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Print version ISSN 1984-8250
Braz. J. Pharm. Sci. vol.45 no.4 São Paulo Oct./Dec. 2009
Dayani GalatoI, II, *; Luciana de Mattos GalafassiI; Graziela Modolon AlanoI, II; Silvana Cristina TrauthmanI, II
ISpecialization in Clinical Pharmacy, University of South Santa Catarina
IIResearch Group on Pharmaceutical Care and Studies on Medication Use (NAFEUM), Pharmacy Undergraduate Program, University of South Santa Catarina
This article presents a review, based on a qualitative study, of pharmaceutical orientation in the management of minor illness. Action research methodology was used by a group of faculty members responsible for the community pharmacy internship and by postgraduates in clinical pharmacy, to carry out the study with the objective to present a standard service for this kind of procedure. The interaction with the individual starts with a welcoming reception, at which point the pharmacist should be receptive and show empathy. Subsequently, data from the history of the patient are collected to obtain relevant information. Based on this information, the pharmacist must develop a line of clinical reasoning and make a decision, taking the context of the patient into account. After this analysis, the most appropriate intervention is performed. This intervention could indicate the need for referral to another health professional, the use of a non-pharmacological therapy or the provision of sound advice on medicines available without prescription. The next step is monitoring the patient in order to identify the effectiveness and safety of treatment. The standardization process of pharmaceutical attendance in the management of minor disorders contributes to the rational use of medicines.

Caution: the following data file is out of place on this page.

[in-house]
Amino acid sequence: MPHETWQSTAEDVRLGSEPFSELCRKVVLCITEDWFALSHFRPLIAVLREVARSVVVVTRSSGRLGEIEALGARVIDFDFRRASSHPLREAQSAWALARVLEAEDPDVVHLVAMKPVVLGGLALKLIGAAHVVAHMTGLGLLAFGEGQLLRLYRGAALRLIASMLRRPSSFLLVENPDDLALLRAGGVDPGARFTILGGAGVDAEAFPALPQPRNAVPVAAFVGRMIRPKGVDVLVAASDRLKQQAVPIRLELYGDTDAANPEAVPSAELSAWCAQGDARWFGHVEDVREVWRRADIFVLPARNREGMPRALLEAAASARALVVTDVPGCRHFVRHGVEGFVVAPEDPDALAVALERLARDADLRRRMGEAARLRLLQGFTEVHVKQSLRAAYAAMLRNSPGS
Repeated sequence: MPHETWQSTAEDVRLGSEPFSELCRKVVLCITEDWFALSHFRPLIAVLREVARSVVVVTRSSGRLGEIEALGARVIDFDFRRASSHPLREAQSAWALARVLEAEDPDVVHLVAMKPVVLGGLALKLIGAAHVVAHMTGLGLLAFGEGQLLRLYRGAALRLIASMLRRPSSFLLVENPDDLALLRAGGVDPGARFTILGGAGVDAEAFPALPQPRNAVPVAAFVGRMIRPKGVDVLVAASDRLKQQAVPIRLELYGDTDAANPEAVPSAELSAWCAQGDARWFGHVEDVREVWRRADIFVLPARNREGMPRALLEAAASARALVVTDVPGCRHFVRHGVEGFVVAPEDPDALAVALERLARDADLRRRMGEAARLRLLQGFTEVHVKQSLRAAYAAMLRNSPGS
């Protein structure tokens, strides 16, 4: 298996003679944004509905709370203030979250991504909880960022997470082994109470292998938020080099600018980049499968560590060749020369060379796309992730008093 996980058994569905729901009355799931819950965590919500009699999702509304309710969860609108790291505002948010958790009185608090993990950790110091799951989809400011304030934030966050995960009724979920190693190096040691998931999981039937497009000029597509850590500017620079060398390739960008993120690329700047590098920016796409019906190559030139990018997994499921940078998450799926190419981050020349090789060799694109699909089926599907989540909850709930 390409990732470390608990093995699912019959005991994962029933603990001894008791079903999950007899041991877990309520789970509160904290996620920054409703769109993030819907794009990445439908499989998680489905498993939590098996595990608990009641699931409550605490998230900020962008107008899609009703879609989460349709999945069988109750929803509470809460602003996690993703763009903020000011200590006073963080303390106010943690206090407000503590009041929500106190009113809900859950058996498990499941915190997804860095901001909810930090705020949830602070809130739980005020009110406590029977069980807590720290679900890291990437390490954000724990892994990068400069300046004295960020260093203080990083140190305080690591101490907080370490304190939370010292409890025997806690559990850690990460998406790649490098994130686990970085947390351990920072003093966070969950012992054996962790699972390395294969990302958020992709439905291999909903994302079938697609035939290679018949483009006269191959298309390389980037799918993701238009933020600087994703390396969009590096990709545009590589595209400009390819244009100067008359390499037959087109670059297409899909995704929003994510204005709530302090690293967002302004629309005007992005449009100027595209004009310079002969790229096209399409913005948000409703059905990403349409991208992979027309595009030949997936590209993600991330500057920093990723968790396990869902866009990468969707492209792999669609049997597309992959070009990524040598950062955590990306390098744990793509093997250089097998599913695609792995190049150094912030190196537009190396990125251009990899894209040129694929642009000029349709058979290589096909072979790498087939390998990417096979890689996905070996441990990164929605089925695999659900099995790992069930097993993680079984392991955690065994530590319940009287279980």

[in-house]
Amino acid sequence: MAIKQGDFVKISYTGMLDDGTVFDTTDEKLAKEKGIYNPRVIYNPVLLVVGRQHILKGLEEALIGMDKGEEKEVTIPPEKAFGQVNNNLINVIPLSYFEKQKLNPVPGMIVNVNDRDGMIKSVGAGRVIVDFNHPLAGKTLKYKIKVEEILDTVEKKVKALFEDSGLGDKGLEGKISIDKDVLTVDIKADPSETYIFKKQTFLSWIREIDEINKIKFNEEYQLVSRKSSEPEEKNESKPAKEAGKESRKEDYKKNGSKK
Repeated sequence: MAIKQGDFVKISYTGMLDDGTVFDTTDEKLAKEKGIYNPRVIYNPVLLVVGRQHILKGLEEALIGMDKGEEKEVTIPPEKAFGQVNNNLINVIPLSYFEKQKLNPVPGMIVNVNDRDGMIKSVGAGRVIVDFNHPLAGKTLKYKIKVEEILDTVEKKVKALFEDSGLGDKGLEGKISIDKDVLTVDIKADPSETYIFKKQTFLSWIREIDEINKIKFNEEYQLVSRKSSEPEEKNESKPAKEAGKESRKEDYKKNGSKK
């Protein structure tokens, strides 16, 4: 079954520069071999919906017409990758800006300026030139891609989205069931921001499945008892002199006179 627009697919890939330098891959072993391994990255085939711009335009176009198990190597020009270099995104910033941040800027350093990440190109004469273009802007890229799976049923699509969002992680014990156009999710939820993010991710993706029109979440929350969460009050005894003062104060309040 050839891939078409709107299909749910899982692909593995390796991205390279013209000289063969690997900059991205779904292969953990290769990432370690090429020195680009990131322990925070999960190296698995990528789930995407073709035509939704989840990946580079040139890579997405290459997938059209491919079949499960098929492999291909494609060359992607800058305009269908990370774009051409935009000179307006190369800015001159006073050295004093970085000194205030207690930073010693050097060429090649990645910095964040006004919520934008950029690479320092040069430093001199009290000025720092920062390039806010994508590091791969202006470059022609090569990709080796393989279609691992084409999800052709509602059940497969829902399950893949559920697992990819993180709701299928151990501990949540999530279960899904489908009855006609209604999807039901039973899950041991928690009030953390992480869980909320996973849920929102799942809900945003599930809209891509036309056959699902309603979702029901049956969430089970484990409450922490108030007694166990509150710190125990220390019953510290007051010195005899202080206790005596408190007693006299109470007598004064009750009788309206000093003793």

Uniterms: Self-medication. Community pharmacy. Drugs/rational use. Pharmaceutical orientation. Responsible self-medication. Minor illness.
A reflexão apresentada neste artigo representa um estudo de abordagem qualitativa baseada na pesquisa-ação da prática do atendimento farmacêutico no manejo de transtornos menores, realizada pelo grupo de professores do Estágio em Farmácia Comunitária e por farmacêuticos pós-graduados em Farmácia Clínica, com o objetivo de realizar uma proposta de atendimento padrão para este tipo de procedimento. A interação com o indivíduo é iniciada pelo acolhimento, momento no qual o farmacêutico deve ser receptivo e empático. A seguir, se executa a coleta de dados sobre a história do paciente, para obtenção de informações relevantes. Com base nas informações, o farmacêutico deve desenvolver um raciocínio clínico e tomar uma decisão, levando em consideração o contexto do paciente. Após esta análise é realizada a intervenção mais adequada ou o conjunto dessas que podem ser: procurar outro profissional de saúde, utilizar uma terapia não-farmacológica ou auxiliar na escolha de um medicamento de venda livre. O próximo passo é o acompanhamento do paciente com vistas a identificar a efetividade e segurança do tratamento. A padronização do processo de atendimento farmacêutico no manejo de transtornos menores, contribui para o uso racional de medicamentos.